of which I was a member, I desire to relate a few incidents connected with the closing scenes of his life, and to mention the fate of his successor, Lieutenant William Thompson Patten.
When the two gun detachments were put aboard the steamer Archer, January 23d, 1863, and sent down the river in charge of Sergeant Langley, theremanaeuvering his piece mounted on wheels, within a most contracted space, is certainly deserving of the very highest commendation.
The 1st of March, 1863, Lieutenant Patten, of the Third Maryland Artillery, was ordered to Shreveport, Louisiana, to take command of the section which up to this time had been so efficiently commande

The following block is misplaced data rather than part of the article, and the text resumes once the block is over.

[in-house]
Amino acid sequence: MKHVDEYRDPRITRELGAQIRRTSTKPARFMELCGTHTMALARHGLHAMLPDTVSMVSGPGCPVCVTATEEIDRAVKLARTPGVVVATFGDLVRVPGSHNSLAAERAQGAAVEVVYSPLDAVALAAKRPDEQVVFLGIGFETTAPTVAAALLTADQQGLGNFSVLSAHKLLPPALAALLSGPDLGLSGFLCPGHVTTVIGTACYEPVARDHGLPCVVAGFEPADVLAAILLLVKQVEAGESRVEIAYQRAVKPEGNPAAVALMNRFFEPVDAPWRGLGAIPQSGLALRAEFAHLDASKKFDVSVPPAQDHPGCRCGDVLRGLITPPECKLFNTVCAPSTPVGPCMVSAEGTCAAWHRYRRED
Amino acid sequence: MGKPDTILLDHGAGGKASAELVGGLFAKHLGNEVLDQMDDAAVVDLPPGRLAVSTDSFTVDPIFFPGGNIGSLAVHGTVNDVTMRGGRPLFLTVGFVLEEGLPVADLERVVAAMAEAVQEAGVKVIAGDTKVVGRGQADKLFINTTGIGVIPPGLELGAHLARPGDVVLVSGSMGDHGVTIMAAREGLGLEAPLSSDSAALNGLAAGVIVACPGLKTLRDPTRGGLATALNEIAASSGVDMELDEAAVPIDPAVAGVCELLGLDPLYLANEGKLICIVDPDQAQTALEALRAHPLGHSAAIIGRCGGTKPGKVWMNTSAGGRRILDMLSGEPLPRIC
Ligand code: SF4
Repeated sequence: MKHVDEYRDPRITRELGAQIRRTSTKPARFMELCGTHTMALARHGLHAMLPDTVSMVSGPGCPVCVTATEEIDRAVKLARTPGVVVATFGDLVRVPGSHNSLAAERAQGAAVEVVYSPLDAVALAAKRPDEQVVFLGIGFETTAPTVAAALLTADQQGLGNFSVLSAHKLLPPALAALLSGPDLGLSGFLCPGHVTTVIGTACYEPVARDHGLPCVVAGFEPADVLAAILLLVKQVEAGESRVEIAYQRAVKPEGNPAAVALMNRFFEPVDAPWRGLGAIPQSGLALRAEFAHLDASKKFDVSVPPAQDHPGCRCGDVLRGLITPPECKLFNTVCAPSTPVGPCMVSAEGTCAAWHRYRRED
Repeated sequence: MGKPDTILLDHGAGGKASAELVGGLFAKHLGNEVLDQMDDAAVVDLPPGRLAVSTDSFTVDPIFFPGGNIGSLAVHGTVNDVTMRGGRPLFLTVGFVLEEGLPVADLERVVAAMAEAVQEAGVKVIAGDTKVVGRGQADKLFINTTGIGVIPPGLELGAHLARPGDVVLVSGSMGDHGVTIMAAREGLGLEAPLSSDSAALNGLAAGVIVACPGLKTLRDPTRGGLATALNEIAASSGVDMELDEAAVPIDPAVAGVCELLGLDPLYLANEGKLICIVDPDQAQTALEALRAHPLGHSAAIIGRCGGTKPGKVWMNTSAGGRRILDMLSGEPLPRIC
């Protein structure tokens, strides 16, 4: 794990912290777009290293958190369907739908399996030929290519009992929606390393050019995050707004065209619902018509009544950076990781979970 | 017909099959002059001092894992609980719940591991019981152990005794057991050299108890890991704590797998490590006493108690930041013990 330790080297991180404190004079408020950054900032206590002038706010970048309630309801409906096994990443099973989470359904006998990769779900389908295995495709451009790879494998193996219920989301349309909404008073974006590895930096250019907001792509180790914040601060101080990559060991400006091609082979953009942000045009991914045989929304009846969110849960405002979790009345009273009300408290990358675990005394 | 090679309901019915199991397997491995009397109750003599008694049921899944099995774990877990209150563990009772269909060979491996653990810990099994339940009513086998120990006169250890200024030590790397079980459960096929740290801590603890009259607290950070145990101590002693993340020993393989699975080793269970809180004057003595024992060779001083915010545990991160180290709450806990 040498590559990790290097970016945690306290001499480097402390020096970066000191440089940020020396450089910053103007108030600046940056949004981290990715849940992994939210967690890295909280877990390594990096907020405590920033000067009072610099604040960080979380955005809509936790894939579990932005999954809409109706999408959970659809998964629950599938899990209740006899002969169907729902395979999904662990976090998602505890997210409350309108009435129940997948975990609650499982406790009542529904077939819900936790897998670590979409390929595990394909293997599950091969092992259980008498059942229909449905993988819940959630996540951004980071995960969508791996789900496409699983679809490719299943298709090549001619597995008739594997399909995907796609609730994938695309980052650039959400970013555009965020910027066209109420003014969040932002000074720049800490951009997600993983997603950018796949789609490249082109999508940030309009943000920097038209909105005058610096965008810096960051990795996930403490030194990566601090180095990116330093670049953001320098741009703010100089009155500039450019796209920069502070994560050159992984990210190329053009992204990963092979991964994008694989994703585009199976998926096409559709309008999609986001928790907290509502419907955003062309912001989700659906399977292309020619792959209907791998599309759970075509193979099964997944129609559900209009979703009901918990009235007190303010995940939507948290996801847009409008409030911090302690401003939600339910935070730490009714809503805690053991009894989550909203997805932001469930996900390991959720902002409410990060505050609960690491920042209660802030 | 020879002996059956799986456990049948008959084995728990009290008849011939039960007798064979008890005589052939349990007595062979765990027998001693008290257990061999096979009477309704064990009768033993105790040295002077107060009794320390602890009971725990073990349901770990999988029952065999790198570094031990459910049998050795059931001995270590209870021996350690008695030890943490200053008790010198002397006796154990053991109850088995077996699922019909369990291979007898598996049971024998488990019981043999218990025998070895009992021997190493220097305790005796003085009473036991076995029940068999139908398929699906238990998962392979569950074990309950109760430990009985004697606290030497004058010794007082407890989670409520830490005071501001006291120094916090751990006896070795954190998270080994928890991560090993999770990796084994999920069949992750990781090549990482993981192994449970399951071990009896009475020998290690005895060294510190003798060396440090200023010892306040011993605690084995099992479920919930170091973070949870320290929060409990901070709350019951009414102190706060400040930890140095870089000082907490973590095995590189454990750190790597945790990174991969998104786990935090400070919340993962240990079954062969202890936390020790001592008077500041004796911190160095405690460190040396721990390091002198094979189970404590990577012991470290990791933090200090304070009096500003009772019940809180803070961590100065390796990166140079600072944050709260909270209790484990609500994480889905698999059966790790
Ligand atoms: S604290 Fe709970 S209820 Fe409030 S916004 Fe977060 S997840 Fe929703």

About twenty minutes afterward the fire reached the magazine, and the career of this celebrated boat was closed.
After discovering the boat to be on fire, Lieutenant Patten rolled a cotton bale off the side of the vessel and jumped upon it, but it turned with him and he sank, not being able to swim.
Thus perished one of the nob